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Molecules, Fossils, and the Origin of Tetrapods

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MEYER, Axel, Sarah Ingrid DOLVEN, 1992. Molecules, Fossils, and the Origin of Tetrapods. In: Journal of Molecular Evolution. 35(2), pp. 102-113. ISSN 0022-2844. eISSN 1432-1432. Available under: doi: 10.1007/BF00183221

@article{Meyer1992Molec-7306, title={Molecules, Fossils, and the Origin of Tetrapods}, year={1992}, doi={10.1007/BF00183221}, number={2}, volume={35}, issn={0022-2844}, journal={Journal of Molecular Evolution}, pages={102--113}, author={Meyer, Axel and Dolven, Sarah Ingrid} }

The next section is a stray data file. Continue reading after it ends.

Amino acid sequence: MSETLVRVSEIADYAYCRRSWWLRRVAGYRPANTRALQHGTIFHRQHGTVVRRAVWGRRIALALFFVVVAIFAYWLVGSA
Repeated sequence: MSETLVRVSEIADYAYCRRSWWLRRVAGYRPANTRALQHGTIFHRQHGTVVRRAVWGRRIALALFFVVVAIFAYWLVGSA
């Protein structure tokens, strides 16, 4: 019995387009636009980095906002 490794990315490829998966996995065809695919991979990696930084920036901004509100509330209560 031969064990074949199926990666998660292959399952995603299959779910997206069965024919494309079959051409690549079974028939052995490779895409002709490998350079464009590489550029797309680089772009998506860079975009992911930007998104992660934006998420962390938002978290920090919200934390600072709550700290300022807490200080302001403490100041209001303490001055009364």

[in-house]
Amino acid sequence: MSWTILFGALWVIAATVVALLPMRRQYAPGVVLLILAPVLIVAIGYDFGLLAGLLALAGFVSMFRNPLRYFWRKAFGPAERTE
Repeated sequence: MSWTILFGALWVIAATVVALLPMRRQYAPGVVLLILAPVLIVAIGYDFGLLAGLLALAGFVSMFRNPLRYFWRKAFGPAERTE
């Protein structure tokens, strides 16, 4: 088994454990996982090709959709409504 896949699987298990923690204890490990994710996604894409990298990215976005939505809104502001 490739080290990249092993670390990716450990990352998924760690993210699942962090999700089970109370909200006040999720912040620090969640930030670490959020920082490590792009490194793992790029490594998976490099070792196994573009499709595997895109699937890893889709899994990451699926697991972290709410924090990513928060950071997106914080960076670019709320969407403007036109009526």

<rdf:RDF xmlns:dcterms="" xmlns:dc="" xmlns:rdf="" xmlns:bibo="" xmlns:dspace="" xmlns:foaf="" xmlns:void="" xmlns:xsd="" > <rdf:Description rdf:about=""> <dcterms:bibliographicCitation>First publ. in: Journal of Molecular Evolution 35 (1992), pp. 102-113</dcterms:bibliographicCitation> <void:sparqlEndpoint rdf:resource="http://localhost/fuseki/dspace/sparql"/> <dspace:isPartOfCollection rdf:resource=""/> <dcterms:issued>1992</dcterms:issued> <dcterms:rights rdf:resource=""/> <dc:contributor>Dolven, Sarah Ingrid</dc:contributor> <dc:creator>Dolven, Sarah Ingrid</dc:creator> <dcterms:title>Molecules, Fossils, and the Origin of Tetrapods</dcterms:title> <dcterms:available rdf:datatype="">2011-03-24T17:33:24Z</dcterms:available> <dc:contributor>Meyer, Axel</dc:contributor> <dc:date rdf:datatype="">2011-03-24T17:33:24Z</dc:date> <dcterms:isPartOf rdf:resource=""/> <dc:language>eng</dc:language> <dcterms:hasPart rdf:resource=""/> <foaf:homepage rdf:resource="http://localhost:8080/jspui"/> <dspace:hasBitstream rdf:resource=""/> <dc:creator>Meyer, Axel</dc:creator> <bibo:uri rdf:resource=""/> <dc:rights>Attribution-NonCommercial-NoDerivs 2.0 Generic</dc:rights> <dc:format>application/pdf</dc:format> <dcterms:abstract xml:lang="eng">Since the discovery of the coelacanth, Latimeria chalumnae, more than 50 years ago, paleontologists and comparative morphologists have debated whether coelacanths or lungfishes, two groups of lobe-finned fishes, are the closest living relatives of land vertebrates (Tetrapoda). Previously, Meyer and Wilson (1990) determined partial DNA sequences from two conservative mitochondrial genes and found support for a close relationship of lungfishes to tetrapods. We present additional DNA sequences from the 12S rRNA mitochondrial gene for three species of the two lineages of lungfishes that were not represented in the first study: Protopterus annectens and Protopterus aethiopicus from Africa and Neoceratodus forsteri (kindly provided by B. Hedges and L. Maxson) from Australia. This extended data set tends to group the two lepidosirenid lungfish lineages (Lepidosiren and Protopterus) with Neoceratodus as their sister group. All lungfishes seem to be more closely related to tetrapods than the coelacanth is. This result appears to rule out the possibility that the coelacanth lineage gave rise to land vertebrates. The common ancestor of lungfishes and tetrapods might have possessed multiple morphological traits that are shared by lungfishes and tetrapods [Meyer and Wilson (1990) listed 14 such traits]. Those traits that seem to link Latimeria and tetrapods are arguably due to convergent evolution or reversals and not to common descent. In this way, the molecular tree facilitates an evolutionary interpretation of the morphological differences among the living forms. We recommended that the extinct groups of lobe-finned fishes be placed onto the molecular tree that has lungfishes and not the coelacanth more closely related to tetrapods. The placement of fossils would help to further interpret the sequence of morphological events and innovations associated with the origin of tetrapods but appears to be problematic because the quality of fossils is not always high enough, and differences among paleontologists in the interpretation of the fossils have stood in the way of a consensus opinion for the branching order among lobefinned fishes. Marshall and Schultze (1992) criticized the morphological analysis presented by Meyer and Wilson (1990) and suggest that 13 of the 14 morphological traits that support the sister group relationship of lungfishes and tetrapods are not shared derived characters. Here we present further alternative viewpoints to the ones of Marshall and Schultze (1992) from the paleontological literature. We argue that all available information (paleontological, neontological, and molecular data) and rigorous cladistic methodology should be used when relating fossils and extant taxa in a phylogenetic framework.</dcterms:abstract> </rdf:Description> </rdf:RDF>

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